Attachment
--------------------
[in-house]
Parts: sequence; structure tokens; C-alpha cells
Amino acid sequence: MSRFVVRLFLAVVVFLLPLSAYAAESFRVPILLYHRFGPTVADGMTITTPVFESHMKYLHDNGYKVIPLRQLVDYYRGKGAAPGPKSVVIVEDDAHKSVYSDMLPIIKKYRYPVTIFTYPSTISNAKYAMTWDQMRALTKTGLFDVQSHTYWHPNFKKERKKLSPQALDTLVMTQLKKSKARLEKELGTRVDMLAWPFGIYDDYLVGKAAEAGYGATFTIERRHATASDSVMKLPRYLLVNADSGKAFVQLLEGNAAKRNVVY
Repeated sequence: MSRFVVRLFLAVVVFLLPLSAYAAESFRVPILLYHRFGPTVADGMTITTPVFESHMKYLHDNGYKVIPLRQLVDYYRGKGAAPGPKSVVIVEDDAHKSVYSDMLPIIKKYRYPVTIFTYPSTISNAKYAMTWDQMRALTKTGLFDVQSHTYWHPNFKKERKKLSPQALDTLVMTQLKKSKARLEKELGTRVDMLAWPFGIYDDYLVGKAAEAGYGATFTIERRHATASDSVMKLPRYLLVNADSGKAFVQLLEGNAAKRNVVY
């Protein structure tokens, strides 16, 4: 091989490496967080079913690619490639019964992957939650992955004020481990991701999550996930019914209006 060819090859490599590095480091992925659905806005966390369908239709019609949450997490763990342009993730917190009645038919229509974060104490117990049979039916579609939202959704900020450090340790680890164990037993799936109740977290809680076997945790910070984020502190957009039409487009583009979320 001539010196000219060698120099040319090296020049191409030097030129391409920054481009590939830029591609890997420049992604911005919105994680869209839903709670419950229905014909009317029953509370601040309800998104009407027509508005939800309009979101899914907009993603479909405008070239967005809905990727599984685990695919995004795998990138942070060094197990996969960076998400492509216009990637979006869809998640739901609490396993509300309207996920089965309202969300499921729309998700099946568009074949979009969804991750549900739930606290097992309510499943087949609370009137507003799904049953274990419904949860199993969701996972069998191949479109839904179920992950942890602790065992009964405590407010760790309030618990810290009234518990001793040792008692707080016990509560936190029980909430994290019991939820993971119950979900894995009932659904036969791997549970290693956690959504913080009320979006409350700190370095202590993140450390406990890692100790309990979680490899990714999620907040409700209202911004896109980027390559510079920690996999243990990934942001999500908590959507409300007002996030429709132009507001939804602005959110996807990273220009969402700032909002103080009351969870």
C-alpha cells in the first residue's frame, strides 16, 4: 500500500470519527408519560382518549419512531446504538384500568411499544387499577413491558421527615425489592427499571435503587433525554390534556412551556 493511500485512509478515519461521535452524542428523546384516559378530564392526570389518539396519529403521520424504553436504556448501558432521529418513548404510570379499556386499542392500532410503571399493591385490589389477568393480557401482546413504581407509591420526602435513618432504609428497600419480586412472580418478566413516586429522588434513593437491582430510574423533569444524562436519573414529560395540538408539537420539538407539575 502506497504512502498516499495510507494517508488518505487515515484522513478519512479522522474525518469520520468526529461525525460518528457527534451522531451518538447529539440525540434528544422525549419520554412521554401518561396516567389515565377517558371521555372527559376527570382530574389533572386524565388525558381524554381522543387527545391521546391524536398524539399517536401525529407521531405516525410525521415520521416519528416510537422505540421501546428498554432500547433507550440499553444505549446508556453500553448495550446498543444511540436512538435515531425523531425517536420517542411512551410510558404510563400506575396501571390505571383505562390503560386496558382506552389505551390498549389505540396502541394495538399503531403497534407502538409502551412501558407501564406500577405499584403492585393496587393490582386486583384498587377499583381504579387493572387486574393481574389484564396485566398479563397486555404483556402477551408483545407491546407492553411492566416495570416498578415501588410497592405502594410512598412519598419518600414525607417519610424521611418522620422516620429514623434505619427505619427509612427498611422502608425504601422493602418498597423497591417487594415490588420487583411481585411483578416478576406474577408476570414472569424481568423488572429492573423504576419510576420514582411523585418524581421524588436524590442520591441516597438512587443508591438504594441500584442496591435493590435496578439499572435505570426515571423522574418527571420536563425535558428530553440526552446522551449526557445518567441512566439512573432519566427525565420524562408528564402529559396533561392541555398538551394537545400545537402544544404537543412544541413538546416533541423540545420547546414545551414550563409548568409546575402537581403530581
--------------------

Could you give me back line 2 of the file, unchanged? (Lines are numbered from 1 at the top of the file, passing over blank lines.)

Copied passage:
Parts: sequence; structure tokens; C-alpha cells